close
Music and Youth Culture in Latin America | Zookal Textbooks | Zookal Textbooks
  • Author(s) Pablo Vila
  • SubtitleIdentity Construction Processes from New York to Buenos Aires
  • Edition
  • Published15th August 2014
  • PublisherOxford University Press USA
  • ISBN9780199986279

Identity Construction Processes from New York to Buenos Aires

Music is one of the most distinctive cultural characteristics of Latin American countries. But, while many people in the United States and Europe are familiar with musical genres such as salsa, merengue, and reggaetón, the musical manifestations that young people listen to in most Latin American countries are much more varied than these commercially successful ones that have entered the American and European markets. Not only that, the young people themselves
often have little in common with the stereotypical image of them that exists in the American imagination. Bridging this divide between perception and reality, Music and Youth Culture in
Latin America brings together contributors from throughout Latin America and the US to examine the ways in which music is used to advance identity claims in several Latin American countries and among Latinos in the US. From young Latin American musicians who want to participate in the vibrant jazz scene of New York without losing their cultural roots, to Peruvian rockers who sing in their native language (Quechua) for the same reasons, to the young Cubans who use music to construct a
post-communist social identification, this volume sheds new light on the complex ways in which music provides people from different countries and social sectors with both enjoyment and tools for understanding
who they are in terms of nationality, region, race, ethnicity, class, gender, and migration status. Drawing on a vast array of fields including popular music studies, ethnomusicology, sociology, and history, Music and Youth Culture in Latin America is an illuminating read for anyone interested in Latin American music, culture, and society.

Music and Youth Culture in Latin America

Format
In stock at supplier

Leaves in 6-14 business days

$150.79 $180.95 Save $30.16
or 4 payments of $37.69 with Zookal accepts Afterpay
Add Homework Help FREE trial and save a further 10% 

NEW PRICE

$135.71 + free shipping

(10% off - save $15.08)

Homework Help Free trial

14-day FREE trial. $19.95/mo after. Cancel anytime.

*Discount will apply at checkout.

 See terms and conditions

You will get a further 10% off for this item ($135.71 after discount) because you have added Homework Help Premium Free Trial to your bag.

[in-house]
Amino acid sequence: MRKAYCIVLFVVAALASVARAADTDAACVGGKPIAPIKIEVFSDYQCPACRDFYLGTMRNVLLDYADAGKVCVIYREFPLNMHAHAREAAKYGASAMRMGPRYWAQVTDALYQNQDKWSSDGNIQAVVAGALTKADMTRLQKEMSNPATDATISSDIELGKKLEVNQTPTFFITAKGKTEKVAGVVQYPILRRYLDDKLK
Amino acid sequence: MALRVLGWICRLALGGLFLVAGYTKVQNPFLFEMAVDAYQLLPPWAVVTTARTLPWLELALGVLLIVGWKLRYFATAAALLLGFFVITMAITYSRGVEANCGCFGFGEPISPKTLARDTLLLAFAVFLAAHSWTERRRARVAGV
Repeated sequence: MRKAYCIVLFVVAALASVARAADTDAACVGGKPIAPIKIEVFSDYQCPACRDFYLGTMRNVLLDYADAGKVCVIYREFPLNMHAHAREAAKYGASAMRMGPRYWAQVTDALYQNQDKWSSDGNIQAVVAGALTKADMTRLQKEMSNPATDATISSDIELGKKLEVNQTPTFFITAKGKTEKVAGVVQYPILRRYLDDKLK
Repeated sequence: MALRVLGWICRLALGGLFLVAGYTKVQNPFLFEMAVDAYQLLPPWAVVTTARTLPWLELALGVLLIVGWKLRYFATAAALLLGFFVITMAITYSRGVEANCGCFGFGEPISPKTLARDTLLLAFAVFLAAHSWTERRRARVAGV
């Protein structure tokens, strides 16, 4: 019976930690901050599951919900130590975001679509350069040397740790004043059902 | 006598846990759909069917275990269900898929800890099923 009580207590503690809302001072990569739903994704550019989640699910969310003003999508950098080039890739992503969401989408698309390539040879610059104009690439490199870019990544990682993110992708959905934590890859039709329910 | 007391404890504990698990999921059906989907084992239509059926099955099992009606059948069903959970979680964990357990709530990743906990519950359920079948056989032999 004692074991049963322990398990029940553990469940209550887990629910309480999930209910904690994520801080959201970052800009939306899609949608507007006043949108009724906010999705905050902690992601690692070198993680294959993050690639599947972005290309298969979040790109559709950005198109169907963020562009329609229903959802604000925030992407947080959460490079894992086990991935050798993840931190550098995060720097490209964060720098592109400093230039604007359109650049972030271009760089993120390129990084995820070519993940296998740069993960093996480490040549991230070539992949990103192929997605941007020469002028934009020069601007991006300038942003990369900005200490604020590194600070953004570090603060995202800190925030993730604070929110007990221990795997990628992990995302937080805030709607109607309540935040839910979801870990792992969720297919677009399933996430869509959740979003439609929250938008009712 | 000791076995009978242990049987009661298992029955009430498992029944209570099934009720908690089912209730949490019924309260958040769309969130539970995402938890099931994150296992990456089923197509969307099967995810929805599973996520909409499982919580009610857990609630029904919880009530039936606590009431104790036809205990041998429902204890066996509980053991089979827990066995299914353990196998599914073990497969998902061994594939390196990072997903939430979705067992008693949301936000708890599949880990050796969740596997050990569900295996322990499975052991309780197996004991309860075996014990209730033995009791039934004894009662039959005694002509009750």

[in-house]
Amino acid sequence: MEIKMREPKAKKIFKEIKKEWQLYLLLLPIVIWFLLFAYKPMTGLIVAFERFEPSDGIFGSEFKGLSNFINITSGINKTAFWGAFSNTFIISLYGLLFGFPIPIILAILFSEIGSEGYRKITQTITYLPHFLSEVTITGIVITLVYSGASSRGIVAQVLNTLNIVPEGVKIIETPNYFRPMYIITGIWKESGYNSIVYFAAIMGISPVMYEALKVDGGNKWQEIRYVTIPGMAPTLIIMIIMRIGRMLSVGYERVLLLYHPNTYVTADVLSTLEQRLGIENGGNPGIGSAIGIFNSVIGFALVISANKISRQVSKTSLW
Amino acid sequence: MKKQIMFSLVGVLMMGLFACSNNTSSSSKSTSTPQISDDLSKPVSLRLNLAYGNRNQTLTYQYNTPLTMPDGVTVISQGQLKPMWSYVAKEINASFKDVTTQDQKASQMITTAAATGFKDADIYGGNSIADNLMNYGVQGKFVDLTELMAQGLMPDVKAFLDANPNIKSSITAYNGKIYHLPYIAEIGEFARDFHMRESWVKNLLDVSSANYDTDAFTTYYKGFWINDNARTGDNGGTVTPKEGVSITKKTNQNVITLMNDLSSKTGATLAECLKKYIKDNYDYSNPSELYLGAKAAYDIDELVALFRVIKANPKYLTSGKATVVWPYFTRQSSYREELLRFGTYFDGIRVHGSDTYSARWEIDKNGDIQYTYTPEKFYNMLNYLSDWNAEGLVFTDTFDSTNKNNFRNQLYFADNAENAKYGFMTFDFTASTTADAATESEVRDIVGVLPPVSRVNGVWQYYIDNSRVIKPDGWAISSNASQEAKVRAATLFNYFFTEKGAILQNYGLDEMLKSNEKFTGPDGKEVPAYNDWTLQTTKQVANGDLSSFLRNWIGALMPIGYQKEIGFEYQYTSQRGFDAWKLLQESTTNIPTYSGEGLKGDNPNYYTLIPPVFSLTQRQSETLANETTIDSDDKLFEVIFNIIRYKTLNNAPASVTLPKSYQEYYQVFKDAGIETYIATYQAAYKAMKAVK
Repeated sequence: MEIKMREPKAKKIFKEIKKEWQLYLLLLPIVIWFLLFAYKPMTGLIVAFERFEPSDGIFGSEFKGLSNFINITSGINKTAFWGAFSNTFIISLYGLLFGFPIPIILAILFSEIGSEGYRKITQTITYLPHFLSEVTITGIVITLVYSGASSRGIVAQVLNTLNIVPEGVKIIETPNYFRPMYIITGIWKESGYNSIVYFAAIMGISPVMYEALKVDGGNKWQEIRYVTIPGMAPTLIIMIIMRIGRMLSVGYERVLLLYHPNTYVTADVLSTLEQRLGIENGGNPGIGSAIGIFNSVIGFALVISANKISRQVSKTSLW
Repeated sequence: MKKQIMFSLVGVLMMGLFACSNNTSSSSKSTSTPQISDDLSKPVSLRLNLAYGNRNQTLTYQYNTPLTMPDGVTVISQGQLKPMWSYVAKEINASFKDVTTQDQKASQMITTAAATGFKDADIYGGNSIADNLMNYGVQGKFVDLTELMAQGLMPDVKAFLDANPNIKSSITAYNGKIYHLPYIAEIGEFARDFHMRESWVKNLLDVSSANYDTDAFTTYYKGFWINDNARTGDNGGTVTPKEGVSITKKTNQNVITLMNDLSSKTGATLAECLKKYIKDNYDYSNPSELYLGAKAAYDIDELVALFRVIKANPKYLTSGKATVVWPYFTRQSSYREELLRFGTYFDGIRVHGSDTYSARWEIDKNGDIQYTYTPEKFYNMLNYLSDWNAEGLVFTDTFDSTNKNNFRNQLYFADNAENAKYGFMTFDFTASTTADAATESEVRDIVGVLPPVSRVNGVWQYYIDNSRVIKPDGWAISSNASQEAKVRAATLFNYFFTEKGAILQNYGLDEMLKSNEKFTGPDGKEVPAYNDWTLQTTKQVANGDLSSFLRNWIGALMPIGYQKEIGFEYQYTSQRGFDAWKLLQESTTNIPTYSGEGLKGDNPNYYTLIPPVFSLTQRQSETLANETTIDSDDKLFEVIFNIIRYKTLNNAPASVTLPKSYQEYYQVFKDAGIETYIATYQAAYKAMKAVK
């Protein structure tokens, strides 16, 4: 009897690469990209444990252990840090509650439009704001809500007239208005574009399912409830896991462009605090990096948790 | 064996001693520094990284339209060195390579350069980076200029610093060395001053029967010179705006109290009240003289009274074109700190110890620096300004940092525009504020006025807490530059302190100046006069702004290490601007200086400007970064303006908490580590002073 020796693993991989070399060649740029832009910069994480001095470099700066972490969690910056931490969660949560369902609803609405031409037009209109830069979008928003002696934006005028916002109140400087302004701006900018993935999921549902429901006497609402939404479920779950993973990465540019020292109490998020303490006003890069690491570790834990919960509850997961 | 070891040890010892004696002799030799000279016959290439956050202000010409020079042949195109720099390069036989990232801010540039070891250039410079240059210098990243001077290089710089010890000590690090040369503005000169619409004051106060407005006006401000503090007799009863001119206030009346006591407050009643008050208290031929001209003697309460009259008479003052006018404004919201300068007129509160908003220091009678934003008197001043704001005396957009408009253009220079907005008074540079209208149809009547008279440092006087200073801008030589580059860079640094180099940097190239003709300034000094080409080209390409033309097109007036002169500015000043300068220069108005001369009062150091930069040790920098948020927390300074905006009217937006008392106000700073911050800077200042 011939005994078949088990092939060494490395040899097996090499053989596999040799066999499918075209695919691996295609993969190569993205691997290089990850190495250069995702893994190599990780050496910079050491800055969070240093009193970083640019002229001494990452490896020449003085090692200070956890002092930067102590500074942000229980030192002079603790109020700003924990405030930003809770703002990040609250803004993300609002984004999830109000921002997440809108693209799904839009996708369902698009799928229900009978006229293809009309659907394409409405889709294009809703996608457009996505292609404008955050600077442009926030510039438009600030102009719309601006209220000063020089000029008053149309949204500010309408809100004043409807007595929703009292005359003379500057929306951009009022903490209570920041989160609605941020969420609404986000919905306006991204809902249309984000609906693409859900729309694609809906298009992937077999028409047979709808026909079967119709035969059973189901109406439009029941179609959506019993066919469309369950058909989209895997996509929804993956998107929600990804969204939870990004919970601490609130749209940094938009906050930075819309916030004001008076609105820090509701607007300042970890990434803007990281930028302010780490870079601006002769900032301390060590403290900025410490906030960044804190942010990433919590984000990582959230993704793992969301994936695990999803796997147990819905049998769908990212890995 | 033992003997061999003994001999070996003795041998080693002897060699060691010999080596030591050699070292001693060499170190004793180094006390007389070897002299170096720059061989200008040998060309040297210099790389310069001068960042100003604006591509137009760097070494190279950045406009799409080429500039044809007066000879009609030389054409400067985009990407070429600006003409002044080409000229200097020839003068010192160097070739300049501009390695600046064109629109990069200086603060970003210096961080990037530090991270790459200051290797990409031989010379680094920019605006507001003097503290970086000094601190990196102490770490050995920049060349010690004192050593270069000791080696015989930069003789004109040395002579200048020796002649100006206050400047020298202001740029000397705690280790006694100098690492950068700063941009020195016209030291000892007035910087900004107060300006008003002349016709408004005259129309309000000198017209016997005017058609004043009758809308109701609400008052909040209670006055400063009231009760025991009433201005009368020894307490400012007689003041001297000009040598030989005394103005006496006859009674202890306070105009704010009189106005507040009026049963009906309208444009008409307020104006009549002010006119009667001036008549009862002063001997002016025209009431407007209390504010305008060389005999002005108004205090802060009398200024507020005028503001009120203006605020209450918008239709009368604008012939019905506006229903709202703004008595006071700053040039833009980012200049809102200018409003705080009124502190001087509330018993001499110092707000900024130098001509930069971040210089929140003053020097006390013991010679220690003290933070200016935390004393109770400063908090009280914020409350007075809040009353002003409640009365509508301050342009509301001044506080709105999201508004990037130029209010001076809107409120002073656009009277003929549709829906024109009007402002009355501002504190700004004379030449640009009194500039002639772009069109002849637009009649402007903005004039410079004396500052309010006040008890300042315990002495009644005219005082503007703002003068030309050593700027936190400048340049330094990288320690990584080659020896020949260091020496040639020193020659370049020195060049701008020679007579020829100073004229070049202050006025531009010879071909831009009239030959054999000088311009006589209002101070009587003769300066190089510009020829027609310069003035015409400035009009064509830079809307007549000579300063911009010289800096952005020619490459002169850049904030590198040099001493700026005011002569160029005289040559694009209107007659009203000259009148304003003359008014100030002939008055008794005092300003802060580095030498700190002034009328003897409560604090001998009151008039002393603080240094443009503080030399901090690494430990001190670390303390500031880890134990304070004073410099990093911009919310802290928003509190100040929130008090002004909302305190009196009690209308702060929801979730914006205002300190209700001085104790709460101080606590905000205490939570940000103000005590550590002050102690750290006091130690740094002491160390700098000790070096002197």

For this discount to apply, you will need to complete checkout with the Homework Help Premium Free Trial in your bag.

-
+
  • Author(s) Pablo Vila
  • SubtitleIdentity Construction Processes from New York to Buenos Aires
  • Edition
  • Published15th August 2014
  • PublisherOxford University Press USA
  • ISBN9780199986279

Identity Construction Processes from New York to Buenos Aires

Music is one of the most distinctive cultural characteristics of Latin American countries. But, while many people in the United States and Europe are familiar with musical genres such as salsa, merengue, and reggaetón, the musical manifestations that young people listen to in most Latin American countries are much more varied than these commercially successful ones that have entered the American and European markets. Not only that, the young people themselves
often have little in common with the stereotypical image of them that exists in the American imagination. Bridging this divide between perception and reality, Music and Youth Culture in
Latin America brings together contributors from throughout Latin America and the US to examine the ways in which music is used to advance identity claims in several Latin American countries and among Latinos in the US. From young Latin American musicians who want to participate in the vibrant jazz scene of New York without losing their cultural roots, to Peruvian rockers who sing in their native language (Quechua) for the same reasons, to the young Cubans who use music to construct a
post-communist social identification, this volume sheds new light on the complex ways in which music provides people from different countries and social sectors with both enjoyment and tools for understanding
who they are in terms of nationality, region, race, ethnicity, class, gender, and migration status. Drawing on a vast array of fields including popular music studies, ethnomusicology, sociology, and history, Music and Youth Culture in Latin America is an illuminating read for anyone interested in Latin American music, culture, and society.
translation missing: en.general.search.loading